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Aunt May Gallagner and Sam Boy

January 29, 2012

A clock ticks on. We all made New Year’s resolutions. How many have you honored? Aunt May Gallagner was just like us. She would get up with a new day beginning and looked at her mantle clock.
At age 81, she wondered how many more days she had to live. It was like she was waiting for time to live and to die as the familiar sounds of the clock ticked.
Aunt May needed the basics of life: food, shelter, clothing and transportation. She did not have many of the frills that most of us have.
She had a mere existence down a gravel road up a dirt path to her modest home that she shared with her brother, Frank Gallagner, age 82. They lived in the countryside of Oktibbeha County.
I found May on Oct. 10, 1976 as she prepared for the winter. Today we find her painted on a 20X21 1/2 inches of 100 percent stretched cotton canvas.
Just take a look outside your frosted window and see a dreary day. In Mississippi, it seems like every winter day is like the day before - cold. Are we inside a deep freezer? We flip on WCBI-TV, and we hear the same forecast. We bundle up with a sweater as that weatherman says, “Tomorrow, expect snow.”
Thirty-six years ago in the autumn, I was headed out to the rural county when all of a sudden on the side of the road I spotted an old home and two people on the porch — a brother and a sister who had probably spent their lives living on this spot of land.
I pulled over to the side of the road and made my way down a grassy worn dirt path to their modest home. This Sunday in Starkville Daily News I shall share with you Aunt May.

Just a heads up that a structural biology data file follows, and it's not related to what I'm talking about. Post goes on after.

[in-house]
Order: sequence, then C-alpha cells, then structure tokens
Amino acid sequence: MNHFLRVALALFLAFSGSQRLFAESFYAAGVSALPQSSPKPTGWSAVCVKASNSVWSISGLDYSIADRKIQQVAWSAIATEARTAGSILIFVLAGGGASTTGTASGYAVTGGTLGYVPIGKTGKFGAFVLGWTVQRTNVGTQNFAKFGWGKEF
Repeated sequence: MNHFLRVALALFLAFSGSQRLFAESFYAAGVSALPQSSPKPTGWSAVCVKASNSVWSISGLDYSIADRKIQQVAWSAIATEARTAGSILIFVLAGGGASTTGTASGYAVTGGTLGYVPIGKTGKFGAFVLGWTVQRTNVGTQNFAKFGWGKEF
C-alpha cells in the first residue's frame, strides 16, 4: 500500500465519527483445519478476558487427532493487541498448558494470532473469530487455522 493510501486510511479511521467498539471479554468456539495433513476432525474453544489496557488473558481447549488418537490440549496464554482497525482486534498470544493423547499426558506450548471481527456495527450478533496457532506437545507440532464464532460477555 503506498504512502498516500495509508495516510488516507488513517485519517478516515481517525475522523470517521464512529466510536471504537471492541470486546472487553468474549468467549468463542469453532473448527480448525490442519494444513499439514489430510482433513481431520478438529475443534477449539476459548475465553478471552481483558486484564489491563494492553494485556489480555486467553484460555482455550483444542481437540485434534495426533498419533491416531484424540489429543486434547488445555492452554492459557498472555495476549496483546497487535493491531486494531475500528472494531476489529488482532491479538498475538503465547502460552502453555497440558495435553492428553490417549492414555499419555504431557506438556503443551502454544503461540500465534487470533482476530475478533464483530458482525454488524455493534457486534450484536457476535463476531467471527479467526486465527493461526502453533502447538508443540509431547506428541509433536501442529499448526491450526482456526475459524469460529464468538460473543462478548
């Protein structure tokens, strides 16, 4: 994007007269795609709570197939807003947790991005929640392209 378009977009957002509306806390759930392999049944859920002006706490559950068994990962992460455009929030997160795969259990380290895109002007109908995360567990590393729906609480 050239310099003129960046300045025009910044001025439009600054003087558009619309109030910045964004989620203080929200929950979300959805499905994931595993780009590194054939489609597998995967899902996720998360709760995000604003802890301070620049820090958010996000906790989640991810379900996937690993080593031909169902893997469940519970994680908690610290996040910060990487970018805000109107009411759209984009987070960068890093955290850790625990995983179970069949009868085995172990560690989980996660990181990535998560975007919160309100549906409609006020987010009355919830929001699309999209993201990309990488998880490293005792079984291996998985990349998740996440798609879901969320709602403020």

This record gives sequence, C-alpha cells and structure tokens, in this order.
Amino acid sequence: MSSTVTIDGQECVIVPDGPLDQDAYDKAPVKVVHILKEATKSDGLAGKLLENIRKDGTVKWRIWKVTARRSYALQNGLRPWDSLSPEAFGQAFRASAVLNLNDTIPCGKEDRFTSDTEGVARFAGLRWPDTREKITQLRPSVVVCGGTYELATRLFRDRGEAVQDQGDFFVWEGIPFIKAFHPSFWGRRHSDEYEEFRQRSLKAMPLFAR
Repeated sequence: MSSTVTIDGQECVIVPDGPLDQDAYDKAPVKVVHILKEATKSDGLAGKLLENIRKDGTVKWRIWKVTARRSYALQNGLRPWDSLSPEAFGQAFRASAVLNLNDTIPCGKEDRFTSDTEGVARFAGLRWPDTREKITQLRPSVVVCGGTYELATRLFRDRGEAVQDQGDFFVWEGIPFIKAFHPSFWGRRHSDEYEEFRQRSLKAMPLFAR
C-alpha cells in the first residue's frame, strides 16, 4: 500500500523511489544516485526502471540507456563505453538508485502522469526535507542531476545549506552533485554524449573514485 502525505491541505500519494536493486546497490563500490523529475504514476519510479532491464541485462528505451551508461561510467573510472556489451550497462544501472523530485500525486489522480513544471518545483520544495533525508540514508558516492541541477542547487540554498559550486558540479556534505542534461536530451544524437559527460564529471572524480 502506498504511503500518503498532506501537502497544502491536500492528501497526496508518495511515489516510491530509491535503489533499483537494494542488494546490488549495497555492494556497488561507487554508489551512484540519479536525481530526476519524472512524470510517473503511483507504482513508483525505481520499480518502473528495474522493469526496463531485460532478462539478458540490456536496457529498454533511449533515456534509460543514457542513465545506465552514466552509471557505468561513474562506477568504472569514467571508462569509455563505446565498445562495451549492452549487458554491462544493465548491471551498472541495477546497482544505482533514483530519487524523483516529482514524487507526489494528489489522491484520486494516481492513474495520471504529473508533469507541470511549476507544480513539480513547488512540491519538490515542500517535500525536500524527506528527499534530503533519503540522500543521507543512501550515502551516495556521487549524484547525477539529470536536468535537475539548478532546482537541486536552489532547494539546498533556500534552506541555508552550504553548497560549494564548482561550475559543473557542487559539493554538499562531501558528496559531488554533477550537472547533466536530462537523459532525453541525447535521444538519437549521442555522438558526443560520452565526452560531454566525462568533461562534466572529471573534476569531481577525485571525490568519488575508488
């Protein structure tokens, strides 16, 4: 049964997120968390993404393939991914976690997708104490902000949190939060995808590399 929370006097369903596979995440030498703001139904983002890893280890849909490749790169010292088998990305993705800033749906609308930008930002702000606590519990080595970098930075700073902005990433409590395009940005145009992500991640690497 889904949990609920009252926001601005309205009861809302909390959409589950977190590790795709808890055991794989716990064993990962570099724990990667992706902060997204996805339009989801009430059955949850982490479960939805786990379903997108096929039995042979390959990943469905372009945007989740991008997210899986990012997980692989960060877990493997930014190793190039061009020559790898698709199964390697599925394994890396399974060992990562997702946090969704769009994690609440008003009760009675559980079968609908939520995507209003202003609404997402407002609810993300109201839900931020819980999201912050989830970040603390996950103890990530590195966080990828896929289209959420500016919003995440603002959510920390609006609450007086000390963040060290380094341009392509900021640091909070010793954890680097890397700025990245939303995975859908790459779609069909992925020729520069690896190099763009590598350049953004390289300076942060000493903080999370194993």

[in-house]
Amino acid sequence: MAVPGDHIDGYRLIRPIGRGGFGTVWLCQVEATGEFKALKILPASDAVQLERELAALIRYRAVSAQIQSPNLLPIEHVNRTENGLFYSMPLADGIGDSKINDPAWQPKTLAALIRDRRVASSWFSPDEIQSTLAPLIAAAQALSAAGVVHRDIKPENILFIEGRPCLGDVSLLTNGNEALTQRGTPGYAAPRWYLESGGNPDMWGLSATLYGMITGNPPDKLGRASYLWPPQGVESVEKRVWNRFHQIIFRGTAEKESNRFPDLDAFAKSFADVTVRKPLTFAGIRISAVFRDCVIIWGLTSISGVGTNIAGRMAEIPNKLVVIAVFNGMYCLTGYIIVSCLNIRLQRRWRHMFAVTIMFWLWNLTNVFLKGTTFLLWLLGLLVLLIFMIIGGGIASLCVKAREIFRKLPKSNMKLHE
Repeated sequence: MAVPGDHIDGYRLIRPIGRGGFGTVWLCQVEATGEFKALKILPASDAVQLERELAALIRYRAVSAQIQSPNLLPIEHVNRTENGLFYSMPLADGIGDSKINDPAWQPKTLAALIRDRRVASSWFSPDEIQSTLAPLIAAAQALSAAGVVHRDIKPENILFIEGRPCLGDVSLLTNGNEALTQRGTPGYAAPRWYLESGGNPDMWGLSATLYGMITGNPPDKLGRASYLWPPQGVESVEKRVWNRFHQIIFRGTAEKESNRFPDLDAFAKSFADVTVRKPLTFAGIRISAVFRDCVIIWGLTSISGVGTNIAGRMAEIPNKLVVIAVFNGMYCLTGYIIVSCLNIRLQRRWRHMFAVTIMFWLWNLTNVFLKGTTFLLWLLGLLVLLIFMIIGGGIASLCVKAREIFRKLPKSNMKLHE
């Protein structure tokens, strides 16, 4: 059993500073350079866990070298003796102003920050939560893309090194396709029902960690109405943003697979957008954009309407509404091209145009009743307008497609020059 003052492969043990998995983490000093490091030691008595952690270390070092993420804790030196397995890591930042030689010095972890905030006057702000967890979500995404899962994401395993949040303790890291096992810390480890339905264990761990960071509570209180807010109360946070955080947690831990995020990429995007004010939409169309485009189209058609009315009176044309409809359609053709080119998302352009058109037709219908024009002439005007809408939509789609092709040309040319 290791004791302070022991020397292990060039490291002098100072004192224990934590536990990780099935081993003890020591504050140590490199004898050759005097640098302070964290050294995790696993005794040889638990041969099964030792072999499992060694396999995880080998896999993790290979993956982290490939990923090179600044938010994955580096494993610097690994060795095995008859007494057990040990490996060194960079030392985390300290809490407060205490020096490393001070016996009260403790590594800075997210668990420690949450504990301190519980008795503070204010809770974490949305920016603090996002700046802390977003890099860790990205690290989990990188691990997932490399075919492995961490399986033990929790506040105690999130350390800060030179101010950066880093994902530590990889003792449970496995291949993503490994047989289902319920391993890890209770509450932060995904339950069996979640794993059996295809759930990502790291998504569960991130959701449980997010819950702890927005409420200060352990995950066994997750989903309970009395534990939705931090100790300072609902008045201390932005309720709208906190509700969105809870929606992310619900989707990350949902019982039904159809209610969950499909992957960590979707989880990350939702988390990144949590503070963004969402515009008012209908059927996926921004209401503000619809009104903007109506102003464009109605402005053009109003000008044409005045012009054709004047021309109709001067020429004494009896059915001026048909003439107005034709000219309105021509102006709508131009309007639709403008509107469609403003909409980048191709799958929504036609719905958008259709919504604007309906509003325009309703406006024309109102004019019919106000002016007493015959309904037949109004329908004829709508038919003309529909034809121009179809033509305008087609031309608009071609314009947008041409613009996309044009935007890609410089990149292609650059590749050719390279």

I remember how quiet and peaceful it was those two days I became a part of their world, and I enjoyed my creative world of sketching and painting for hours as I captured the world I was seeing on my canvas. I was in God’s peaceful world asking for His help to create these paintings, and the only sounds I heard were trucks passing by.
I left my comfortable existence to go outside Starkville to the country. I hoped to capture the moment in a split second of two other human beings on my canvas to last forever for you, my viewer, to see what I experienced on Oct. 9-10, 1976.
Let’s have fun as we together look at Aunt May Gallagner and her pet dog, Sam Boy.
We are going to read this painting starting at the left side top and read it like you would read sentences in a book until we end this page at the bottom with my signature as I signed it which could also say, “The End.” We cheat as we view it because our eyes move across the page of the painting peeping at the entire painting from moment to moment instead of sentence by sentence. We can’t help this because our eyes take in the whole painting. Slow down and see all the tiny intricate details instead.
The top facing of the brown screen door is beginning to show wear as it turns from white to gray. Look at the character of the old wooden porch as it has changed over the years. See the old white rippled siding that was used often in the 1940s and 1950s to cover up old wood underneath to make an old house look modern. The only glass window I painted caught the reflection of the sunrise. See the bright orange sky mixed with the blue/gray inside the top of the window panes. Go back to the left and see the old exposed light bulb hanging from the ceiling.
Find the exposed chain dangling from the bulb. I love this old light fixture. It is not fancy, but it gives the old home the light that it so desperately needs during cloudy days and dark nights.
Look at the touches of violet and gray. These two colors help cool the bright oranges I used in this painting. Look at the black mantle clock keeping perfect time.
We now see the profile of Aunt May’s face and body. Her hair is almost gray mixed with a few strands of brown/black still hanging on. See her big rimmed glasses. See her protruding chin and her large scarf tied with a knot underneath her chin to keep her warm with its snug fit. She does not want to get a cold.
Look at her lime green sweater that looks almost too small for her since her dress sleeve is hanging out from the sleeve. The slight breeze caught underneath the sweater or is her back almost making her seem to have a hump back as she holds on to a log sticking out of her second arm by the window. She is about to carry one more log into the house to add it to the fireplace as it crackles.